in Image operations
Rethinking art, media, and the audio-visual contract
Author: Ming-Yuen S. Ma

There is no soundtrack is a specific yet expansive study of sound tactics deployed in experimental media art today. It analyses how audio and visual elements interact and produce meaning, drawing from works by contemporary media artists ranging from Chantal Akerman, to Nam June Paik, to Tanya Tagaq. It then links these analyses to discussions on silence, voice, noise, listening, the soundscape, and other key ideas in sound studies. In making these connections, the book argues that experimental media art – avant-garde film, video art, performance, installation, and hybrid forms – produces radical and new audio-visual relationships that challenge and destabilize the visually-dominated fields of art history, contemporary art criticism, cinema and media studies, and cultural studies as well as the larger area of the human sciences. This book directly addresses what sound studies scholar Jonathan Sterne calls ‘visual hegemony’. It joins a growing body of interdisciplinary scholarship that is collectively sonifying the study of culture while defying the lack of diversity within the field by focusing on practitioners from transnational and diverse backgrounds. Therefore, the media artists discussed in this book are of interest to scholars and students who are exploring aurality in related disciplines including gender and feminist studies, queer studies, ethnic studies, postcolonial studies, urban studies, environmental analysis, and architecture. As such, There Is No Soundtrack makes meaningful connections between previously disconnected bodies of scholarship to build new, more complex and reverberating frameworks for the study of art, media, and sound.

From Burke’s Philosophical Enquiry to British Romantic art
Author: Hélène Ibata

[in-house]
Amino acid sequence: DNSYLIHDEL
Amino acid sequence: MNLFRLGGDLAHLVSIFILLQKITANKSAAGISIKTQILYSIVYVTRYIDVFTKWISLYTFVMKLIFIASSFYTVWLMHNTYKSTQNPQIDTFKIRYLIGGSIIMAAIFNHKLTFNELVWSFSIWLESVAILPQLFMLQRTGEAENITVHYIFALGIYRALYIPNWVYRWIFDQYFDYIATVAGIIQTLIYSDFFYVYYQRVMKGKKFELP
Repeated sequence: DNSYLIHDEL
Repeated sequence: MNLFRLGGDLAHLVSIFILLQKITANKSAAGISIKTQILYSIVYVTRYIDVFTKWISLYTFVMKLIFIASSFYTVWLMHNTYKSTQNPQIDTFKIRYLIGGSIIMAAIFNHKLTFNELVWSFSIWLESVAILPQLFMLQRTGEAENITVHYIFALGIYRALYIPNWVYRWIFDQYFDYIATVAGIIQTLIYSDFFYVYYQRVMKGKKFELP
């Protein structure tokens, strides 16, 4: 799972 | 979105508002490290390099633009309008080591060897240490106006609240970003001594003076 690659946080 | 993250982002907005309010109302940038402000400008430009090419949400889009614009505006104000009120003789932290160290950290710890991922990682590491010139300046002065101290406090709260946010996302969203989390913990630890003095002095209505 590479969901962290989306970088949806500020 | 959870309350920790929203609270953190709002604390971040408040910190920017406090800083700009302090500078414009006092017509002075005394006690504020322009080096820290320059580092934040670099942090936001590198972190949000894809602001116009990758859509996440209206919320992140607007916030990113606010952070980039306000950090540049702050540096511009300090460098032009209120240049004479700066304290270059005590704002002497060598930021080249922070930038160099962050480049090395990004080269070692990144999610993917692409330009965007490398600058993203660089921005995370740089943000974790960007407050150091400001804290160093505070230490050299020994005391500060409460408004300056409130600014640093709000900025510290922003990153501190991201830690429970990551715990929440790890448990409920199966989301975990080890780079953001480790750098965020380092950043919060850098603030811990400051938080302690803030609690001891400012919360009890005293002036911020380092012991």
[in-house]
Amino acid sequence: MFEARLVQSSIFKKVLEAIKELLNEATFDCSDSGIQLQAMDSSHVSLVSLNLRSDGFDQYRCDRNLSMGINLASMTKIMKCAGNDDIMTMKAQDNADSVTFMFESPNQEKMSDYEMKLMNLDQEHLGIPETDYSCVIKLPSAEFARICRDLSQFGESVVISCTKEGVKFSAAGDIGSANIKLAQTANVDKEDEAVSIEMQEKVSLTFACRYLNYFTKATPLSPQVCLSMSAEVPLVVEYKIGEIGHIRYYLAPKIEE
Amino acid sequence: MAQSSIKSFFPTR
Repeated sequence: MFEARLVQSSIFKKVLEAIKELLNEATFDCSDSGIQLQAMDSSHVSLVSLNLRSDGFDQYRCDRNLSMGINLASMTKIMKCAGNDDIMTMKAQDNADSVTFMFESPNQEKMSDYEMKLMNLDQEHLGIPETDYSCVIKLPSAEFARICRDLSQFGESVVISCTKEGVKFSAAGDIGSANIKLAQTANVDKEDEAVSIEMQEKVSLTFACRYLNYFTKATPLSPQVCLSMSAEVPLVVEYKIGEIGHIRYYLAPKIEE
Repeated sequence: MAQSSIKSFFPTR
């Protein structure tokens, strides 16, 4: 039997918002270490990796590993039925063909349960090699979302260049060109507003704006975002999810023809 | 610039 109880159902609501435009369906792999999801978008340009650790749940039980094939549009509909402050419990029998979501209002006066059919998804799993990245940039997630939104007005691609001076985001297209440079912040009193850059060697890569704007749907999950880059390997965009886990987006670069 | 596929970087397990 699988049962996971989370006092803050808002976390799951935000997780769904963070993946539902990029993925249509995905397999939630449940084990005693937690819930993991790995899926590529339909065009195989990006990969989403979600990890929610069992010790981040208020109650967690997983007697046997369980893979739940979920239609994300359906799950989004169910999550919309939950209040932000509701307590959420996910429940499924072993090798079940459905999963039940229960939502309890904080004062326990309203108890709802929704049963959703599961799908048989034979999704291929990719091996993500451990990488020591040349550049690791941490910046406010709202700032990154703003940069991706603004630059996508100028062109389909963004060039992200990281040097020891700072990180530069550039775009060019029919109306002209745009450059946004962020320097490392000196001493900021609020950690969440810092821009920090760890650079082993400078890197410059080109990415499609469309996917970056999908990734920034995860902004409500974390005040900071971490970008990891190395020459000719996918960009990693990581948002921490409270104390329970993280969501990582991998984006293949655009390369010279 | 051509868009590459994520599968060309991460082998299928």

The challenge of the sublime argues that the unprecedented visual inventiveness of the Romantic period in Britain could be seen as a response to theories of the sublime, more specifically to Edmund Burke’s Philosophical Enquiry into the Origin of our Ideas of the Sublime and Beautiful (1757). While it is widely accepted that the Enquiry contributed to shaping the thematics of terror that became fashionable in British art from the 1770s, this book contends that its influence was of even greater consequence, paradoxically because of Burke’s conviction that the visual arts were incapable of conveying the sublime. His argument that the sublime was beyond the reach of painting, because of the mimetic nature of visual representation, directly or indirectly incited visual artists to explore not just new themes, but also new compositional strategies and even new or undeveloped pictorial and graphic media, such as the panorama, book illustrations and capricci. More significantly, it began to call into question mimetic representational models, causing artists to reflect about the presentation of the unpresentable and the inadequacy of their endeavours, and thus drawing attention to the process of artistic production itself, rather than the finished artwork. By revisiting the links between eighteenth-century aesthetic theory and visual practices, The challenge of the sublime establishes new interdisciplinary connections which address researchers in the fields of art history, cultural studies and aesthetics.